Kiku Matsuri (Chrysanthemum Festival) at the Japanese Garden of Hasselt in Belgium
I had the privilege to create an Ikenobo Ikebana arrangement at the Korokan at the Kiku Matsuri in Hasselt. (A Korokan is Japanese for Ceremony House).
Haiku in Bloom
This year’s theme is ‘Haiku in bloom’. A Haiku is a Japanese poem according to some principles.
The following Haiku captured my attention
Liggend in de wind
Hoor ik de takken ruisen
De wereld waait weg
By Herman Van Rompaey
Start of the design process in the Korokan
Ikenobo Ikebana and the Importance of the Wind
The wind, the whistling of the branches, and foliages touch me deeply since my childhood. This elusive feel makes me happy, evokes melancholy to something unknown, and brings me into a higher sphere.
For Ikenobo Ikebana ‘the wind’ is very important as it suggests the dynamism of life, the unforeseen, the transient.
With the haiku above in mind, strolling through my garden, the winter-flowering honeysuckle (Lonicera fragrantissima) seduced me. As we had to prune this plant one day or another anyway, now it felt like the right time to do so. 😊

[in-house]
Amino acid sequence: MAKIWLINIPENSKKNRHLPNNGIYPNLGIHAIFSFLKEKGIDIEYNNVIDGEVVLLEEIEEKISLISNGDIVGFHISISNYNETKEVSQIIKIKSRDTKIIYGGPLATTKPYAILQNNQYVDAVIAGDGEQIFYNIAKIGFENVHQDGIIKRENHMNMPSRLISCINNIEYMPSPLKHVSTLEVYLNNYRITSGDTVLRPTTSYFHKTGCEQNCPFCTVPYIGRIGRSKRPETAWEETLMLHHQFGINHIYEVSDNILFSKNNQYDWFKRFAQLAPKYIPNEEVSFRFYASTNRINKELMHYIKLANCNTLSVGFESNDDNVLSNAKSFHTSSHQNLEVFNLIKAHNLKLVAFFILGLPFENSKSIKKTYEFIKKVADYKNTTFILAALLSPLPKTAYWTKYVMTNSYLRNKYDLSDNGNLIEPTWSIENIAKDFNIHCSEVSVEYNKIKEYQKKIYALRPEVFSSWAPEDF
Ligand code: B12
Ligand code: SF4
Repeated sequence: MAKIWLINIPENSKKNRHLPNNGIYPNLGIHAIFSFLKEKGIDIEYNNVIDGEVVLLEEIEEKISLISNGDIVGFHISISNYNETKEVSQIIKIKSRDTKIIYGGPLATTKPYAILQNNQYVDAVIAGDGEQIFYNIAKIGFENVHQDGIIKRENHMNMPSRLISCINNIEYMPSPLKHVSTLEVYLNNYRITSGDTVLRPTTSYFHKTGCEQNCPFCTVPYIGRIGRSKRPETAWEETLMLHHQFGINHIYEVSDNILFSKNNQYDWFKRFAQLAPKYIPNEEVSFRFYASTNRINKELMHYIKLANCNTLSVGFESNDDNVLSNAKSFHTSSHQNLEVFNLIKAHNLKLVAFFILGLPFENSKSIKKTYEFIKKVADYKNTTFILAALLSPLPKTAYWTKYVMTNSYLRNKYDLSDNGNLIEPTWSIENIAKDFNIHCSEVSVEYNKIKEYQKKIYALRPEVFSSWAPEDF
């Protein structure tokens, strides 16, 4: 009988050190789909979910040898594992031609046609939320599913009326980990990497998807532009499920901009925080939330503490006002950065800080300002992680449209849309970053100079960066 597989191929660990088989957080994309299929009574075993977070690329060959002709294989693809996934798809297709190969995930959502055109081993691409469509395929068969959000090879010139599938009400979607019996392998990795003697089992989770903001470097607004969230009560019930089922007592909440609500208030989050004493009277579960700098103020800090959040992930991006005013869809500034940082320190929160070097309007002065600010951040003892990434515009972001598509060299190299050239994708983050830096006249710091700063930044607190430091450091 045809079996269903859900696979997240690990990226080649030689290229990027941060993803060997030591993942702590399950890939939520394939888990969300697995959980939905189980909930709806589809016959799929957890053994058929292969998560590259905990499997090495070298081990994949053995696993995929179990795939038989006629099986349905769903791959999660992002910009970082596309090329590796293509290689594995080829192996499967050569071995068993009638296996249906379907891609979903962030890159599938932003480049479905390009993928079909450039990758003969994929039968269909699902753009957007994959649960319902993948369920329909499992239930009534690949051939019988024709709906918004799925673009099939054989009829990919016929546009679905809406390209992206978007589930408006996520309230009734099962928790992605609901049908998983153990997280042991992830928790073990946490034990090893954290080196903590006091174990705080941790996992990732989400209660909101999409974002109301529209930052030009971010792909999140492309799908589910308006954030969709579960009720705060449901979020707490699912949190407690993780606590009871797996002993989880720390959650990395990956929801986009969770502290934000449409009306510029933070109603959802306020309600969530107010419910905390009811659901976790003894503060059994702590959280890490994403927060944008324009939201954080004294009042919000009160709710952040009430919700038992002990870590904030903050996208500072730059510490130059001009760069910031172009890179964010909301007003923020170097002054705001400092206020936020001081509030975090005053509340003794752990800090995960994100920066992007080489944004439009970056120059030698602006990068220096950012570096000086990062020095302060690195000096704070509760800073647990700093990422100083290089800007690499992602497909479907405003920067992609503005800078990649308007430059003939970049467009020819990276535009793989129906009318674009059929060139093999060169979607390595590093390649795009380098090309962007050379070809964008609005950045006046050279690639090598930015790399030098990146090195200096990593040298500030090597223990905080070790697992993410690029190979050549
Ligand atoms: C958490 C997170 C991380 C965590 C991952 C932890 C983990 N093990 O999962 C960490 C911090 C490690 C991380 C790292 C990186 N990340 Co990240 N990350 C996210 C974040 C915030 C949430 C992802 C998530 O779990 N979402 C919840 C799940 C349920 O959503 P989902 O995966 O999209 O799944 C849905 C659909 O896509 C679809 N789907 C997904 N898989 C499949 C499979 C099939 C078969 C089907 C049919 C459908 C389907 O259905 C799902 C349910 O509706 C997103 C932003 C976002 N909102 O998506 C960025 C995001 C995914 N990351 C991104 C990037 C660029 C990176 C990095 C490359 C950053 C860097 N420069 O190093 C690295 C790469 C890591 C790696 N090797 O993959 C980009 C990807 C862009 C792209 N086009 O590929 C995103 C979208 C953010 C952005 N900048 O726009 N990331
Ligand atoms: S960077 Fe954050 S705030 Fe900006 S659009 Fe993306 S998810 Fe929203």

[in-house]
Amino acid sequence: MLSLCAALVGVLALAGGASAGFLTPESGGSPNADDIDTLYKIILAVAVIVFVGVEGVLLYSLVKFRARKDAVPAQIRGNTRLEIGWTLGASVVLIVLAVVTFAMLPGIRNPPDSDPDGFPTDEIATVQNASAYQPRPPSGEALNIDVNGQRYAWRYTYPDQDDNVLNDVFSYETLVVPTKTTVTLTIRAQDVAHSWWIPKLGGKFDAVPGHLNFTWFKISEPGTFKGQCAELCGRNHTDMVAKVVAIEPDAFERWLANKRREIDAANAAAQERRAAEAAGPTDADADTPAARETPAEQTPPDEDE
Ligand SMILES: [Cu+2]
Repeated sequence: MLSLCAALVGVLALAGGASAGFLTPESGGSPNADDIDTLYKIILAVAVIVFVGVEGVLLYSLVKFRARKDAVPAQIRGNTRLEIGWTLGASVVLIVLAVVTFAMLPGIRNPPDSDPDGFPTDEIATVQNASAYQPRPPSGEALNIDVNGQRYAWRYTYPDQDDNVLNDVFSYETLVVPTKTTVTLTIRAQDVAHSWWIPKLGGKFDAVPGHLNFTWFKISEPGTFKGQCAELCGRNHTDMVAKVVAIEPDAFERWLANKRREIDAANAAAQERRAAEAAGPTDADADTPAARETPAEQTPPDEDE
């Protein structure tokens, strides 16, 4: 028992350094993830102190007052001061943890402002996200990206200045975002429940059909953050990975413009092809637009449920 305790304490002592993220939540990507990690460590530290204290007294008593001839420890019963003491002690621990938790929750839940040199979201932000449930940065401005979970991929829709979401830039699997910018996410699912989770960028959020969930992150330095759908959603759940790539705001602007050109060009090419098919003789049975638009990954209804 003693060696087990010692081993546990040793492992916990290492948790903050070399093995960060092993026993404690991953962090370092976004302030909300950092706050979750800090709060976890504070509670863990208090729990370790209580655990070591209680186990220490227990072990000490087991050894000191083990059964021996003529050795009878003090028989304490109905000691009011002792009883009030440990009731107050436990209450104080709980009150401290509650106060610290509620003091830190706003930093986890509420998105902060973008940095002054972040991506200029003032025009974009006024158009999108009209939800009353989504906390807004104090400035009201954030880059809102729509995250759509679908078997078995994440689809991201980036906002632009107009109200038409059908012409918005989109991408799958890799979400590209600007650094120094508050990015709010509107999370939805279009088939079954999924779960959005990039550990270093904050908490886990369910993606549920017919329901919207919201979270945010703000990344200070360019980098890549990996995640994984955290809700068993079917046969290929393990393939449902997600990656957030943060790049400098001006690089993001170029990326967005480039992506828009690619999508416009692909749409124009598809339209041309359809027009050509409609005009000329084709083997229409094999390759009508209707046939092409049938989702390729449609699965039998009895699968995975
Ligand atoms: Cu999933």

The weathered branches, bend by the wind, gave me the right feeling of a time that is passing by.
A New Soul
I did not start from a predefined design, the arrangement did grow step by step. Positioning the first honeysuckle branch was the start of a search for contrast and balance. A new introduction. Once the next plant material was added to the arrangement, space was redefined and a new tension has arisen. So, slowly contrasts emerged between transparency and fulness, between past, present, and future, between dark and light, …
The chrysanthemum ‘Fuego’ was placed close to the branches to allow them to been blown away together.
In Ikebana we try to give the flowers, branches, and foliage’s a new soul. We look carefully at how plant materials will be best expressed respecting their proper nature.
For this arrangement, I have chosen a style within the Ikenobo school, that finds its origins in the flower offerings to Buddha.
This style of arrangement is called a 'Rikka', or 'standing flower style'. The traditional form originally expressed the beauty of the landscape. This arrangement is a contemporary form of Rikka and is characterized by movement and asymmetry. The style is recognizable by its bunch of stems that sprout from the water surface before the foliage. Branches or flowers go their own way in the space to create an arrangement.
Space (including voids), the lines, as well as the contrast between 'in', and 'yo' (or yin and yang), are very important to achieve the ultimate goal; to create a harmonious arrangement.
In Ikebana (which translates as ‘the path of the flowers’), the act of arranging plant material is more important than the final composition.
Of course, I always hope as well, that the arrangement appeals to the visitor in one way or another.